'Development' is clearly a contentious concept. It is common knowledge that there is frequently a troubling divide between what Western developers think development entails and how those people affected understand the ensuing processes. By treating development as problematic, this book seeks to generate new insights into the relationships between the various parties involved and to enhance understanding of the ways in which particular 'discourses of development' are generated. Authors raise provocative questions about the relationship of politics, power, ideology and rhetoric to the institutional practice of development. These hegemonic considerations are shown to have a profound effect on the 'culture of aid' and the interface between development personnel and those whom development is supposed to benefit.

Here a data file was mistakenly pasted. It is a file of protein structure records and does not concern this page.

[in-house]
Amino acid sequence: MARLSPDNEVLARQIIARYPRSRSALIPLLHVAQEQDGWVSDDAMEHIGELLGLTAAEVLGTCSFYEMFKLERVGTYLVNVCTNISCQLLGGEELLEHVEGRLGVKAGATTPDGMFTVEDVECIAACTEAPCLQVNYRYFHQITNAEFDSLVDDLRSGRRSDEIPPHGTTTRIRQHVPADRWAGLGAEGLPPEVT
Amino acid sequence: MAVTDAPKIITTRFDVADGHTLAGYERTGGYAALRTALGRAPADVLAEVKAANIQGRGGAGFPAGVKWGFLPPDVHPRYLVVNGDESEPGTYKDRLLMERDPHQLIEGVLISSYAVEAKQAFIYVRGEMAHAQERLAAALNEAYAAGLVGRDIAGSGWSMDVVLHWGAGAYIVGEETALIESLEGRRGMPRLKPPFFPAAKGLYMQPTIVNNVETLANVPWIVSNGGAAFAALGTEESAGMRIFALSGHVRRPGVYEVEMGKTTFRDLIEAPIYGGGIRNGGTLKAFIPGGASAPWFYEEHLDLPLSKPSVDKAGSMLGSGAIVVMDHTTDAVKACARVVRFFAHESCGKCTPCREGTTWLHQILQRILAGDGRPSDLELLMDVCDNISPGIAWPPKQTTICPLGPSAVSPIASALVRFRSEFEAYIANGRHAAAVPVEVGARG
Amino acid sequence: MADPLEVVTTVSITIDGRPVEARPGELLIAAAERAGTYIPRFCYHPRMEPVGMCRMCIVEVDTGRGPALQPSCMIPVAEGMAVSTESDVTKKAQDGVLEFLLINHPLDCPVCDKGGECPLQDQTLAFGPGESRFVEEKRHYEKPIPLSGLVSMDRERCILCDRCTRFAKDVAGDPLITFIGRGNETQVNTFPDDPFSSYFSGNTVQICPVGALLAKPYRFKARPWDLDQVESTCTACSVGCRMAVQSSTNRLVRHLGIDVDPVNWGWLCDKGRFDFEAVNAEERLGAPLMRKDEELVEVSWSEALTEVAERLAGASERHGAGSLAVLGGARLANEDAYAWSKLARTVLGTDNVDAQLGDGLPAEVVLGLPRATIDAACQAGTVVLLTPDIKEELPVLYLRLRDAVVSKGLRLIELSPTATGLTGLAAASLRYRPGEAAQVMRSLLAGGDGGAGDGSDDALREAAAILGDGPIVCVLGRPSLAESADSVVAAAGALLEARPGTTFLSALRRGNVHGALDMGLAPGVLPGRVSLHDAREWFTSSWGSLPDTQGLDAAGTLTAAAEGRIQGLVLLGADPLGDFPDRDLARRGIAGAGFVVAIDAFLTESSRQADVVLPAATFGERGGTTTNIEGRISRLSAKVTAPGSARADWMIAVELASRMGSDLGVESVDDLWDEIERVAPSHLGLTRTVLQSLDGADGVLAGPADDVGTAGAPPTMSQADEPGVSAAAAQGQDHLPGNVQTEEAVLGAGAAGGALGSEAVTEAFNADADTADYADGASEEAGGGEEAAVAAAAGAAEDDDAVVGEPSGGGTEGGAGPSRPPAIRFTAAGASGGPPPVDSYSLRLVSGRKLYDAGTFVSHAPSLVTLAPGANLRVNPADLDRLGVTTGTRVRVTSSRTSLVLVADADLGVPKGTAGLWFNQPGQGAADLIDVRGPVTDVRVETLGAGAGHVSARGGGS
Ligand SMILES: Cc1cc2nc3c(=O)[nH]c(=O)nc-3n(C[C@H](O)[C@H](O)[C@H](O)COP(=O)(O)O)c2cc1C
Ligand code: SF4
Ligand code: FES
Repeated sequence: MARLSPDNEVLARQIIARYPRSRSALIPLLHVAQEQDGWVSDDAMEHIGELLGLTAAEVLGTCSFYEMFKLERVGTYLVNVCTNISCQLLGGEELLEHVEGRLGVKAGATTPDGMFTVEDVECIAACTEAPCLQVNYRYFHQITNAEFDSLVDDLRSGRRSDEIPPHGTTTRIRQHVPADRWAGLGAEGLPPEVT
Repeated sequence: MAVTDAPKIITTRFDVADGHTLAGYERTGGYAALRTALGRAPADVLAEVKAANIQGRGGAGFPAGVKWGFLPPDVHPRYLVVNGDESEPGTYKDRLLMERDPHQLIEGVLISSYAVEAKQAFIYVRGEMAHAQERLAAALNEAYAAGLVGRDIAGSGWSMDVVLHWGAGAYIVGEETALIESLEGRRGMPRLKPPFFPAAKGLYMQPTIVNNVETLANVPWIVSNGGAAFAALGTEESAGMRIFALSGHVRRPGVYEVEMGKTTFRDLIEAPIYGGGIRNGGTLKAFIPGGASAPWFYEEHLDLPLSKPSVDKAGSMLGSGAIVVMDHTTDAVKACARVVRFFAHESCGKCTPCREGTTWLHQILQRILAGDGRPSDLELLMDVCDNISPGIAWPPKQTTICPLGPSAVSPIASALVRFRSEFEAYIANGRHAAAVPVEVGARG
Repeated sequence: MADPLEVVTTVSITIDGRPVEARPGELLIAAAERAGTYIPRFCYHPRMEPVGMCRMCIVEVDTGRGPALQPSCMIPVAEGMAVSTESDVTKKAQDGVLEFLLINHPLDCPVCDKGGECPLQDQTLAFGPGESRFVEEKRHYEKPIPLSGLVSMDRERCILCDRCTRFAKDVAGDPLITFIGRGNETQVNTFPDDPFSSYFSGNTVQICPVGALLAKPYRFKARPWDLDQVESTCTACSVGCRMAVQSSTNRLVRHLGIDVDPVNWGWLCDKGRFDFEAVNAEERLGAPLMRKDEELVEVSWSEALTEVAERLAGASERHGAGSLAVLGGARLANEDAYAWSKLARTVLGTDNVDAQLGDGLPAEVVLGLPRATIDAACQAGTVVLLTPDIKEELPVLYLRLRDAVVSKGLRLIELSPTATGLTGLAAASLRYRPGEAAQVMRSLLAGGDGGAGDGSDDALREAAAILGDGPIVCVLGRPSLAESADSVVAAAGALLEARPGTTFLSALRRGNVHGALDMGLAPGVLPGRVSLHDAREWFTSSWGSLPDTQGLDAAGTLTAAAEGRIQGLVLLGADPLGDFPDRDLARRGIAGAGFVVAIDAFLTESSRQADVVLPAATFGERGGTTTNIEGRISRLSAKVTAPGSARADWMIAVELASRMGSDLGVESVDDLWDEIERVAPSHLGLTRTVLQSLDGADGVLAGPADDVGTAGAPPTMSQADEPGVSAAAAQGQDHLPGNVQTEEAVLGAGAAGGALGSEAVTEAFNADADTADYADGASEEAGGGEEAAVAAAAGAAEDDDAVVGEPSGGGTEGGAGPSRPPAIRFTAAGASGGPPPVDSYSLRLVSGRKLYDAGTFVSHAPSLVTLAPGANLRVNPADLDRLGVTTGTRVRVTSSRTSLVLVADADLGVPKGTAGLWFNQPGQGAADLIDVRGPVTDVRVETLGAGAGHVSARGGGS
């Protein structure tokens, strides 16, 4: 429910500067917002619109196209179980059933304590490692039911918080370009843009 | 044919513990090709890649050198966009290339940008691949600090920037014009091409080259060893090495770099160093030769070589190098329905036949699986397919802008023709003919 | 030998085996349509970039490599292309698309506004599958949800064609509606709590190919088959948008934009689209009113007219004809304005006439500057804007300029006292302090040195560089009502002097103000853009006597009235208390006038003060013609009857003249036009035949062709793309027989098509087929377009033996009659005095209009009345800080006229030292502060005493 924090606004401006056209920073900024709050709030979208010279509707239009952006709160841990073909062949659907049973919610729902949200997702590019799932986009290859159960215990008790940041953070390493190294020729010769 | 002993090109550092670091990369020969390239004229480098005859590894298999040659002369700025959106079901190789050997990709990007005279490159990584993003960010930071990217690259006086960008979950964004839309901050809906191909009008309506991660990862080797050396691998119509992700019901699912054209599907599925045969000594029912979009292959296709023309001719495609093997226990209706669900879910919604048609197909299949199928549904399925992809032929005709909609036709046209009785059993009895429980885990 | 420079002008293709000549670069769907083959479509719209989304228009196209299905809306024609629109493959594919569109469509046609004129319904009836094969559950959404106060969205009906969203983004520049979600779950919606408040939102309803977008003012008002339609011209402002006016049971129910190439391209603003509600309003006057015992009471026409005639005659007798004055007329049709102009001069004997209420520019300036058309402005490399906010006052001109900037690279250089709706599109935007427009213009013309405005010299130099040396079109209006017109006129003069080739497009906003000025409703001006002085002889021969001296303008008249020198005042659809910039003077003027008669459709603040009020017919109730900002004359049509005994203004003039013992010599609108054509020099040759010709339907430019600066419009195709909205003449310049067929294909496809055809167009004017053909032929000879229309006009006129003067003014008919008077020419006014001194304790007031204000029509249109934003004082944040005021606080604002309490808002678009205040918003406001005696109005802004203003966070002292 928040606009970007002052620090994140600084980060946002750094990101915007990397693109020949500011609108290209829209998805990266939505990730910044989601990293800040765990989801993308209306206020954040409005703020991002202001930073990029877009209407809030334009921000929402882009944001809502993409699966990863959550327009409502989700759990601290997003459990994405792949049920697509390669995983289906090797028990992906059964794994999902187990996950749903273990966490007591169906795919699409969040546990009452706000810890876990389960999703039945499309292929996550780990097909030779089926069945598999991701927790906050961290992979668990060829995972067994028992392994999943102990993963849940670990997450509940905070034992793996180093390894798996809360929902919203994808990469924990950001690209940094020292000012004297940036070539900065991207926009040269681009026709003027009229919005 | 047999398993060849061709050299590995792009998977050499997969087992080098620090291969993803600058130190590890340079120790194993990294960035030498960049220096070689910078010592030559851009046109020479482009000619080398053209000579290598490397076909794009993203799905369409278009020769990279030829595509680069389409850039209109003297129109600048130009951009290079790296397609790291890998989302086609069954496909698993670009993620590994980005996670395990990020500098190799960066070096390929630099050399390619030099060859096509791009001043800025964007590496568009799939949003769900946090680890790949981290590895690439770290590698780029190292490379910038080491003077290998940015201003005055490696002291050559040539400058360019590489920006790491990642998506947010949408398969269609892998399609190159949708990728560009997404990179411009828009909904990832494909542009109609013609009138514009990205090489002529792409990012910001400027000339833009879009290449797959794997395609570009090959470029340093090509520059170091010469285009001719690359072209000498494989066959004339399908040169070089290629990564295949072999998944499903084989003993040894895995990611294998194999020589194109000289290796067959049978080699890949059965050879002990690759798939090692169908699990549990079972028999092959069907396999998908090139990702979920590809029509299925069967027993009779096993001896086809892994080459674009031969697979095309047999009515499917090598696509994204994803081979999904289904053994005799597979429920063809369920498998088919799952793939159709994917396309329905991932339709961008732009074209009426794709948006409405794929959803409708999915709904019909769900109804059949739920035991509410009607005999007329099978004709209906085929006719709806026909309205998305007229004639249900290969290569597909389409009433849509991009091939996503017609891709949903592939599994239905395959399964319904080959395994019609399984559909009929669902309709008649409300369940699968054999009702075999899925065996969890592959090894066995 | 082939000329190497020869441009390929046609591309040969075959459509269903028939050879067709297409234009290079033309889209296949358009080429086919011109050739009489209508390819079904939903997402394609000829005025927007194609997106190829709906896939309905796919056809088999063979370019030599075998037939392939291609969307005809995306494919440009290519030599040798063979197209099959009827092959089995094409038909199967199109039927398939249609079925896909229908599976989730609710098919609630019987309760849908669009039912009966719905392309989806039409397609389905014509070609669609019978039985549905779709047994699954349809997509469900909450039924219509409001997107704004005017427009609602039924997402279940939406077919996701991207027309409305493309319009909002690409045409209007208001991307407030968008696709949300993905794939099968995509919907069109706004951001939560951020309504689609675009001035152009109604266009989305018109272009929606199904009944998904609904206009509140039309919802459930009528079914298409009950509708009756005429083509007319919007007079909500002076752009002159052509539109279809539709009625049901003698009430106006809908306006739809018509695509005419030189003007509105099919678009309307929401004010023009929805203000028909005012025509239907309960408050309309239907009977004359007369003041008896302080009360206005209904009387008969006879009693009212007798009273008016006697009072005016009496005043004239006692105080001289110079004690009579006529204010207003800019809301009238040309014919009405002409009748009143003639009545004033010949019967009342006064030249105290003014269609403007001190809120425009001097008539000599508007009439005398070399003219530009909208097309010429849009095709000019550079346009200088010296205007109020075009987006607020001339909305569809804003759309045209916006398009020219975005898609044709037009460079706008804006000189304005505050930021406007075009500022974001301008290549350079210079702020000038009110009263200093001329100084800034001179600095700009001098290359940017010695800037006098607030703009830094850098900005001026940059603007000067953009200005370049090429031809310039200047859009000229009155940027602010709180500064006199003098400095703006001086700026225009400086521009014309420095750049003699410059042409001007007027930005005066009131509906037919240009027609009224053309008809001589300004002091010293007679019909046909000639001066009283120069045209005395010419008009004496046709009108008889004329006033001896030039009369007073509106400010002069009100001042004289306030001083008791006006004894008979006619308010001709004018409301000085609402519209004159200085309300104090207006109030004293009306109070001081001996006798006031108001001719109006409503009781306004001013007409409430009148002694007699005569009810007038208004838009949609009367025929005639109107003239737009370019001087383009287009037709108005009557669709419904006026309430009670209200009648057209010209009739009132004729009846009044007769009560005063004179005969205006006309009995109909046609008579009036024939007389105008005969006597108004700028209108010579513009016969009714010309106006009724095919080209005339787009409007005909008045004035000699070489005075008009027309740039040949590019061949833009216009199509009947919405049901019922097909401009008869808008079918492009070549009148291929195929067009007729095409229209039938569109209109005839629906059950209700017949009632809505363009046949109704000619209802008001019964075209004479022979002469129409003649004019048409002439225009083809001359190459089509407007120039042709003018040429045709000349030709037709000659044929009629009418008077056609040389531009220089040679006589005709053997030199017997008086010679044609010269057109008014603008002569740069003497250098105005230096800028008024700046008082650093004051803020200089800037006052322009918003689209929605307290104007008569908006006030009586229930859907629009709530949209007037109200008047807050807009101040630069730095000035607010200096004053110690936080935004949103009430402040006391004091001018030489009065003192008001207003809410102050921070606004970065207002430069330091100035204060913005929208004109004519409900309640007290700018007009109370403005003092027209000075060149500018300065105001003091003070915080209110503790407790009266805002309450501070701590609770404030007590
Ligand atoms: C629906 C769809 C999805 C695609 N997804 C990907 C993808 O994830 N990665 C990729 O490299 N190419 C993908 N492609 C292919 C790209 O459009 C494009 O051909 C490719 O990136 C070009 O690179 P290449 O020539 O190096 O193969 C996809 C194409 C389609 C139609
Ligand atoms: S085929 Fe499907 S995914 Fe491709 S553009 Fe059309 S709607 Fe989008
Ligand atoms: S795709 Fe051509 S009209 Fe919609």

'The strengths of this excellent volume are three-fold. First, the authors successfully situate the study of development discourses within the broader sociocultural context in which they occur. Second, the articles effectively relate the discourses studied to what is happening on the ground, clearly demonstrating that there is no simple, unilinear relationship. Third, by focusing on the differing discourses of development that may be utilized even within the context of single program, the authors make the study of development richer and more nuanced in the process.' Anthropological Quarterly